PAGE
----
The days when an agency could boast expertise in one or two areas and still succeed are numbered. Inbound marketing requires SEO, ads, social media, email marketing, content marketing, design and development experts working in concert. There’s never been a better time to get beyond your comfort zone.

Open Flow Team at HubSpot INBOUND
Open Flow Team at HubSpot INBOUND

3. Community matters, now more than ever.

What I saw and heard at this year’s INBOUND confirmed my hypothesis that, in business, zero sum games are done. The Attila/Kalanick ethos of “It is not enough that I succeed, everyone else must fail” has gone up in flames. Issa Rae, creator, writer and star of the HBO series “Insecure” famously stated in 2017 that “We tend to network up when we really should be networking across”—and she was ahead of her time. 

Why “crush” competition when we can build allies instead? We can help each other and create value with one other by connecting trade associations, pooling leads, and collaborating on solutions we all need. At Forbes, John Hall agrees: “More entrepreneurs should look within their industries for help. When competing companies focus on maintaining their market share and view each other through a cutthroat lens, great possibilities are overlooked.”

4. Diversity, equity and inclusion are a must-have, not a nice-to-have.

Bring up DEI in certain circles and people may roll their eyes. Some cohorts are consciously or subconsciously hostile to the concept, because maintaining the status quo works for them. Others—particularly people of color—may hear DEI in a business context and assume it’s all about gestures and posturing, rather than a real paradigm shift towards a fairer system. But DEI is not just a feel-good gesture or performative activism (although there are certainly many organizations that have implemented it purely for window-dressing).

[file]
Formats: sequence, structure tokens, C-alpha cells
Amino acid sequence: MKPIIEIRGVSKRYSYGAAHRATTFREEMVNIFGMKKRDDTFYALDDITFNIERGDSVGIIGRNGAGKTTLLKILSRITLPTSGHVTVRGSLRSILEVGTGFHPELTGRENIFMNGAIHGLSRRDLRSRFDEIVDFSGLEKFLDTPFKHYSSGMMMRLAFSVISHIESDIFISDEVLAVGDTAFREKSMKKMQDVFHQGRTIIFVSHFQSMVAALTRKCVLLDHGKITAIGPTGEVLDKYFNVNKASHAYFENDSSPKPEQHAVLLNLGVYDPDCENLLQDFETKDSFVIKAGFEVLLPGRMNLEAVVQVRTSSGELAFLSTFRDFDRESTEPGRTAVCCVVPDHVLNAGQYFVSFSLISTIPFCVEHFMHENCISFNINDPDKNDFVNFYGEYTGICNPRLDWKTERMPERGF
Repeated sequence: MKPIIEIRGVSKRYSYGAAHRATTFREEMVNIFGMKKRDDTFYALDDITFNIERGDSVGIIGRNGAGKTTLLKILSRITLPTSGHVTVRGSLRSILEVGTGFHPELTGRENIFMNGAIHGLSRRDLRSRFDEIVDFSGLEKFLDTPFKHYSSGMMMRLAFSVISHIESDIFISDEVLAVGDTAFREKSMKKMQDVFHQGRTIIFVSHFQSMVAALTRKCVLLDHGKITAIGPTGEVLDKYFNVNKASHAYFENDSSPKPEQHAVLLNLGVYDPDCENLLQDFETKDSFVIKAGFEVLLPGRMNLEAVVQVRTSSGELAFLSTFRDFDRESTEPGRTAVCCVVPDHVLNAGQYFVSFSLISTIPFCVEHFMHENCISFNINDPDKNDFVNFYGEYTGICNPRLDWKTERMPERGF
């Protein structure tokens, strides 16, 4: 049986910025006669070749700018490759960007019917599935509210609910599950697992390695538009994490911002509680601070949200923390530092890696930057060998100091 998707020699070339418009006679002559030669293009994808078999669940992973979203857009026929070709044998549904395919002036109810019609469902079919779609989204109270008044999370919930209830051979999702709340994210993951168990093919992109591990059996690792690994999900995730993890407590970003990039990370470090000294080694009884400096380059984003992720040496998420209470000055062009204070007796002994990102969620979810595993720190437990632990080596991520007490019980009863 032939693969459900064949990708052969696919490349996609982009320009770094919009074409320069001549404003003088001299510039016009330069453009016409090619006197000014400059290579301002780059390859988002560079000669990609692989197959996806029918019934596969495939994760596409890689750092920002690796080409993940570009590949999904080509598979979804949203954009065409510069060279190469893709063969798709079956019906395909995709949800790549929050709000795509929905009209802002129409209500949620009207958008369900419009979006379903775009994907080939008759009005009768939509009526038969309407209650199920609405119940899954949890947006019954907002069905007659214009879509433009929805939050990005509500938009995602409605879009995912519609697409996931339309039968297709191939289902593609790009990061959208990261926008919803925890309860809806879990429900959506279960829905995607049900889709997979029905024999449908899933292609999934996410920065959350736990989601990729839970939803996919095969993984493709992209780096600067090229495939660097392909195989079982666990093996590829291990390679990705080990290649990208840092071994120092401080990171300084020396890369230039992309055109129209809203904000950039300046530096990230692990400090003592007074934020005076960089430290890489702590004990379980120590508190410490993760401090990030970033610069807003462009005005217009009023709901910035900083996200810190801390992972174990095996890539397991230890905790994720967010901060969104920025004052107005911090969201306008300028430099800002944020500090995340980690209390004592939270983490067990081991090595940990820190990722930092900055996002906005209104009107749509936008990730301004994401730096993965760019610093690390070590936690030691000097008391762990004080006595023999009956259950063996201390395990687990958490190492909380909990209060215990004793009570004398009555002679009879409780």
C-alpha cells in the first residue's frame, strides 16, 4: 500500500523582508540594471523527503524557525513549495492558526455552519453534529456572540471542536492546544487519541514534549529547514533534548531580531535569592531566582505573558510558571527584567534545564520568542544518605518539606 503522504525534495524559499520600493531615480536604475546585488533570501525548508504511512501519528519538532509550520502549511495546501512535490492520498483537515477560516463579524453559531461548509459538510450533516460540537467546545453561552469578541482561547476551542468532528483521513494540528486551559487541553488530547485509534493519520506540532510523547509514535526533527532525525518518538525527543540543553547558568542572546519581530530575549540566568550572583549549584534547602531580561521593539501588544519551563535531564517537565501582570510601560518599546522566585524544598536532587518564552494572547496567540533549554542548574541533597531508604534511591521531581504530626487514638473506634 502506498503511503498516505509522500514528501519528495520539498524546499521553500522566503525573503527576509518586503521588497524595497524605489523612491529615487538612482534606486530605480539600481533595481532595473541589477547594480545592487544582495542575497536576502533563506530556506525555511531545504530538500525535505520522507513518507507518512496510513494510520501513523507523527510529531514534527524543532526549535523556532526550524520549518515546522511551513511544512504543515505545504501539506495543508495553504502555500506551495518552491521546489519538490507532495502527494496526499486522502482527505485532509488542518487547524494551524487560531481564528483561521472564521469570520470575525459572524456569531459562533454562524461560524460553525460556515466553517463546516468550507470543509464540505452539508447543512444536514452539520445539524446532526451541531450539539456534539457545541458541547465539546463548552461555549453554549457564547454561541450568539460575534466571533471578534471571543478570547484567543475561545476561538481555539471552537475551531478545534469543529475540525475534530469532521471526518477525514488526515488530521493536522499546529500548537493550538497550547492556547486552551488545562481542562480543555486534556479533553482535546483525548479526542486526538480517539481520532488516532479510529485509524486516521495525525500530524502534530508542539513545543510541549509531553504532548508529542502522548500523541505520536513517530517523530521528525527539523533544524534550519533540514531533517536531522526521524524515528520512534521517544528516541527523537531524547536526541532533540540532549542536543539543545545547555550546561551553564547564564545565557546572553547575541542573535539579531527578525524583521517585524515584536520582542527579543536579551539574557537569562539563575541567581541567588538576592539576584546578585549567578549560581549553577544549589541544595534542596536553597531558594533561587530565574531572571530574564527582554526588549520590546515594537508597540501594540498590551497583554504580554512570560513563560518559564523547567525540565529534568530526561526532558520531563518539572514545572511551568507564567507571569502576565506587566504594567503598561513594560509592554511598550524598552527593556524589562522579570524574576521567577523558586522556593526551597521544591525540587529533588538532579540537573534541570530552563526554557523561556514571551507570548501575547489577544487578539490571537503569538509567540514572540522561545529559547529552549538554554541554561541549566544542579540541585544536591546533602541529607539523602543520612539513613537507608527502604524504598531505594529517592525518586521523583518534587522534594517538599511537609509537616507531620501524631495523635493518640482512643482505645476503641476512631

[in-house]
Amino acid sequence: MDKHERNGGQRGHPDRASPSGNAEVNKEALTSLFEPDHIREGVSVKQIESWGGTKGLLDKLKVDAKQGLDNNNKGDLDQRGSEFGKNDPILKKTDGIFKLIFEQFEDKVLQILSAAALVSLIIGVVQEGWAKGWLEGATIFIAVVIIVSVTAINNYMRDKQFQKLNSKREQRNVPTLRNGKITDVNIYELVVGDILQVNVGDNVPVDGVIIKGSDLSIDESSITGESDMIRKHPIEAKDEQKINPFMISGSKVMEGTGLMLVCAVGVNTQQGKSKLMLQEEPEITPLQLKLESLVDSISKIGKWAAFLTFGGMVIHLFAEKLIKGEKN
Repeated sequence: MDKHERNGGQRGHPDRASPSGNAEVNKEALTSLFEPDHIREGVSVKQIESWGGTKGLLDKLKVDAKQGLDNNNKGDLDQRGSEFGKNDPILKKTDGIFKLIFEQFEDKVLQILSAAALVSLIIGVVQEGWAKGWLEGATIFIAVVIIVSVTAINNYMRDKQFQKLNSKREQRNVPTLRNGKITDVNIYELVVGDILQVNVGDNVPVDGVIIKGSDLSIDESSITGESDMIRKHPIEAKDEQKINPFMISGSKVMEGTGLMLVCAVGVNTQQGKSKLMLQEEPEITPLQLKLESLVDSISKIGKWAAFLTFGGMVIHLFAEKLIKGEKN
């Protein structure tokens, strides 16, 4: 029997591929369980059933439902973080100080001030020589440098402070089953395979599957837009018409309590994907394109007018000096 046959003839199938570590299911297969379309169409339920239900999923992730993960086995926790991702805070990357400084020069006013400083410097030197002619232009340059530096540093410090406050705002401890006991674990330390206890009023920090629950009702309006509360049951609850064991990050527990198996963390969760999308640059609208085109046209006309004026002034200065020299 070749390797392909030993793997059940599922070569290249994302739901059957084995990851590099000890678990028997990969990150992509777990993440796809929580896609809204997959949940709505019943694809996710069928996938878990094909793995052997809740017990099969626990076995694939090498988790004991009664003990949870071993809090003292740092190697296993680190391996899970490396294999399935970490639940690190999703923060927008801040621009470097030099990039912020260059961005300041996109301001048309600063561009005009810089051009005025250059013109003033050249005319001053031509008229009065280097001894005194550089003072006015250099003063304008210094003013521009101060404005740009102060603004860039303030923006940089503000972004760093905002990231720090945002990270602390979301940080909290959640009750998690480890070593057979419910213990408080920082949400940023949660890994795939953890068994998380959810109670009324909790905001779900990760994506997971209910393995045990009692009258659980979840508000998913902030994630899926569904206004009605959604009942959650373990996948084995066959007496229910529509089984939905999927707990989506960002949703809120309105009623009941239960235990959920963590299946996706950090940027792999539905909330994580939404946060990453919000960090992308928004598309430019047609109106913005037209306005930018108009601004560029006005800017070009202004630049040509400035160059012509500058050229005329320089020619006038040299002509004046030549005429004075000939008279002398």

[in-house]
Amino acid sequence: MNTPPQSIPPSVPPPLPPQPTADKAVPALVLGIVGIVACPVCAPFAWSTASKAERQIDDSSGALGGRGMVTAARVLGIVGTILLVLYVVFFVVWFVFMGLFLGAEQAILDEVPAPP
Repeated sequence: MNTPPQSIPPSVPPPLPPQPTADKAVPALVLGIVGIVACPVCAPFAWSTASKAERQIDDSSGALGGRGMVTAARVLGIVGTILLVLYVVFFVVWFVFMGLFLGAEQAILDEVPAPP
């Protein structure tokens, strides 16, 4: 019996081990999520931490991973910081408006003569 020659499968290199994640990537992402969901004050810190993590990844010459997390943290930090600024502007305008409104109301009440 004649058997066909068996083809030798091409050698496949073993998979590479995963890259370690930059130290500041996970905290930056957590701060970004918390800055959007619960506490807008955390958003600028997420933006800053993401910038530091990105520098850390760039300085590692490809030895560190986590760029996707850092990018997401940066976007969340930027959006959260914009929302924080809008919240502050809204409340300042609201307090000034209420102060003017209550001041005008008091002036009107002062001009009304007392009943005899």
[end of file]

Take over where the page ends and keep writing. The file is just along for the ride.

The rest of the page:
Setting aside debates around execution, efficacy or justice, here is the truth, backed by data: DEI is simply essential if you want your business to compete. 

As McKinsey reported, “Companies in the top-quartile for ethnic/cultural diversity on executive teams were 33% more likely to have industry-leading profitability….[Inclusion] can be a key differentiator among companies.” Diverse teams are smarter—and we have data to prove it. Homogeneous teams underperform compared to diverse teams, over and over. 

With the rise of AI, DEI isn’t just a nice-to-have: It’s a must-have—unless we want to continue to program algorithms with built-in biases, which will have serious and detrimental outcomes for us all. If you want to succeed in marketing, you need a diverse team to connect with diverse audiences. Homogeneous teams designing apps and services to serve the needs of their own cohort…well, look at Silicon Valley’s last decade and you can see how that turns out for all of us. 

It’s a pragmatic, capitalist approach, but maybe it’s the only one we can all agree on.

Got more questions about tech stacks, HubSpot, CRM, inbound marketing or growth strategies? Let’s talk!